This Republican Governor Wants to Put Fewer People Behind Bars
On Monday, Michigan’s Republican governor, Rick Snyder, outlined sweeping reforms to the state’s criminal justice system, suggesting that fewer people should be sent to the state’s prisons, and former offenders must be reintegrated into society. “Our society can protect public safety by deterring crime, and separate dangerous individuals from society at large,” Snyder said. “But if we focus on crime and punishment alone, we ignore the opportunity to help break the cycle of crime that plagues too many communities.”
Snyder’s rationale is mainly driven by Michigan’s financial and economic crisis. Michigan’s Department of Corrections’ $2 billion budget consumes between 20 percent and 25 percent of the state’s general fund, and the state’s prisons house nearly 44,000 people. Each prisoner costs the state around $34,000 per year. This is higher than the national average of $31,286, according to the Vera Institute of Justice, a nonpartisan policy research center, which has collected data on the costs of prisons to taxpayers. In his speech, Snyder suggested the state find a more cost-effective way to handle elderly and mentally ill prisoners—two expensive prison populations.
Some of the reforms Snyder proposed might seem surprising, coming from a Republican governor. But in recent years, more conservatives—at the state and the federal level—are changing their tune when it comes to the tough-on-crime policies Republicans and conservative Democrats have promoted for much of the last three decades. As noted by The New York Times, even states in the Deep South are making serious efforts to lower their prison populations. Alabama, South Carolina, and Georgia have passed reforms in recent years to tweak sentencing practices that have made the region the geographic leader in incarceration rates in the U.S., which puts more of its citizens behind bars than any other country in the world. For many conservative leaders, the impetus is largely financial. But the shifts are also being driven by an unlikely coalition of religious conservatives and liberal social justice advocates.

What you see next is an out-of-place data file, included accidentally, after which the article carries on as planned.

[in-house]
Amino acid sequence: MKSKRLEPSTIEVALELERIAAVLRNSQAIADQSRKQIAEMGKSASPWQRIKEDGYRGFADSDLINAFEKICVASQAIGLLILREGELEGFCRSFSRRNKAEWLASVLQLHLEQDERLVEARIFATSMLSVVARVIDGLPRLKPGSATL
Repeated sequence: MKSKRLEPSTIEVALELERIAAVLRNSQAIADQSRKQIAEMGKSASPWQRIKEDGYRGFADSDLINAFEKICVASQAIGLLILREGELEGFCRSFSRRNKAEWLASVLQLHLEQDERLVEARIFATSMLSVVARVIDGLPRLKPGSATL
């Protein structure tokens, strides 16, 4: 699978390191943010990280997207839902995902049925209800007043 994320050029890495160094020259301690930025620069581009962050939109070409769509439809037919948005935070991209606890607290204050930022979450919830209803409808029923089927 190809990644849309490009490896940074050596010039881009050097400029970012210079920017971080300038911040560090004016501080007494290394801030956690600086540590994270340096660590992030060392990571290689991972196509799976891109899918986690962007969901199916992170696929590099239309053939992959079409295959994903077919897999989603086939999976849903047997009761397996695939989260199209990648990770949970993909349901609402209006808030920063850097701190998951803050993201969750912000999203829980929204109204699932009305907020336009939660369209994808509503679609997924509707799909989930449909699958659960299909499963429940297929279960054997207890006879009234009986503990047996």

Conservative governors such as Chris Christie of New Jersey, Dennis Daugaard of South Dakota, and Steve Beshear of Kentucky have talked boldly of significant criminal justice reforms in the past year. Christie, for example, called for treatment for drug offenders instead of prison or jail. Daugaard criticized his state’s ineffective juvenile justice system. Beshear made clear that Kentucky must work harder to fully integrate former offenders into the workforce. “Folks, we can’t tell people who have paid their debt to society, oh, just get out of here, get a job, and get your lives back in order while at the same time we make it impossible for them to do so,” Beshear told legislators at the state Capitol.
Snyder’s speech was well received by Kentucky’s prison reform groups and the state’s law enforcement community. Among the supporters was Terrence Jungel, executive director of the Michigan Sheriffs’ Association. Jungel told the Detroit Free Press that he hoped Snyder’s motivation wasn’t purely about saving money. "Economics can't be the engine that drives the train of public safety," Jungel said.